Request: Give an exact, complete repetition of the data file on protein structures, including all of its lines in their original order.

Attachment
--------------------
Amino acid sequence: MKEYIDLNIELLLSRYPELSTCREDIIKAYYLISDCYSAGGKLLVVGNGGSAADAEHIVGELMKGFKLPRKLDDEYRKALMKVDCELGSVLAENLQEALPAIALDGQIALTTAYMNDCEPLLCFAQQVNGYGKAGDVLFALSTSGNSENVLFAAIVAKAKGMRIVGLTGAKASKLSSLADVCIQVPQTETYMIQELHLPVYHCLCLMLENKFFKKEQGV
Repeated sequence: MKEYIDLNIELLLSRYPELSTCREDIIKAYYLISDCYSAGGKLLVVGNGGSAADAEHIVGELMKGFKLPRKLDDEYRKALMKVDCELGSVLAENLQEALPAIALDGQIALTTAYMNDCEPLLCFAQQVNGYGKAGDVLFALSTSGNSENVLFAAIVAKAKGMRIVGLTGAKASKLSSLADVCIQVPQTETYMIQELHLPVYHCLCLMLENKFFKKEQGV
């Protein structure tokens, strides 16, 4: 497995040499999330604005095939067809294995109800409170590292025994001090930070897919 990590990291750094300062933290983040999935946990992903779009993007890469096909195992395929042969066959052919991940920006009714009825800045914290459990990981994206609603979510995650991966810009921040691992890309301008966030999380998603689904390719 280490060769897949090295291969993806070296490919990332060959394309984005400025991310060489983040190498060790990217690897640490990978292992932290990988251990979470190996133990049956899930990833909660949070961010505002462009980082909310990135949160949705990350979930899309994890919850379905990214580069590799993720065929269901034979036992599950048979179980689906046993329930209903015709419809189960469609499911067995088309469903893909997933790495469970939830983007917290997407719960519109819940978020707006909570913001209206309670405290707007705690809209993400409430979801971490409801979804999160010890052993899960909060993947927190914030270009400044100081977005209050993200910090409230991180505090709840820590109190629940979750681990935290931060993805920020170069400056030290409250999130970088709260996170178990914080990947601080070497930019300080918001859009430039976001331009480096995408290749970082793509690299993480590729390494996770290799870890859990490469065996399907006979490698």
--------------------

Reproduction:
Amino acid sequence: MKEYIDLNIELLLSRYPELSTCREDIIKAYYLISDCYSAGGKLLVVGNGGSAADAEHIVGELMKGFKLPRKLDDEYRKALMKVDCELGSVLAENLQEALPAIALDGQIALTTAYMNDCEPLLCFAQQVNGYGKAGDVLFALSTSGNSENVLFAAIVAKAKGMRIVGLTGAKASKLSSLADVCIQVPQTETYMIQELHLPVYHCLCLMLENKFFKKEQGV
Repeated sequence: MKEYIDLNIELLLSRYPELSTCREDIIKAYYLISDCYSAGGKLLVVGNGGSAADAEHIVGELMKGFKLPRKLDDEYRKALMKVDCELGSVLAENLQEALPAIALDGQIALTTAYMNDCEPLLCFAQQVNGYGKAGDVLFALSTSGNSENVLFAAIVAKAKGMRIVGLTGAKASKLSSLADVCIQVPQTETYMIQELHLPVYHCLCLMLENKFFKKEQGV
């Protein structure tokens, strides 16, 4: 497995040499999330604005095939067809294995109800409170590292025994001090930070897919 990590990291750094300062933290983040999935946990992903779009993007890469096909195992395929042969066959052919991940920006009714009825800045914290459990990981994206609603979510995650991966810009921040691992890309301008966030999380998603689904390719 280490060769897949090295291969993806070296490919990332060959394309984005400025991310060489983040190498060790990217690897640490990978292992932290990988251990979470190996133990049956899930990833909660949070961010505002462009980082909310990135949160949705990350979930899309994890919850379905990214580069590799993720065929269901034979036992599950048979179980689906046993329930209903015709419809189960469609499911067995088309469903893909997933790495469970939830983007917290997407719960519109819940978020707006909570913001209206309670405290707007705690809209993400409430979801971490409801979804999160010890052993899960909060993947927190914030270009400044100081977005209050993200910090409230991180505090709840820590109190629940979750681990935290931060993805920020170069400056030290409250999130970088709260996170178990914080990947601080070497930019300080918001859009430039976001331009480096995408290749970082793509690299993480590729390494996770290799870890859990490469065996399907006979490698």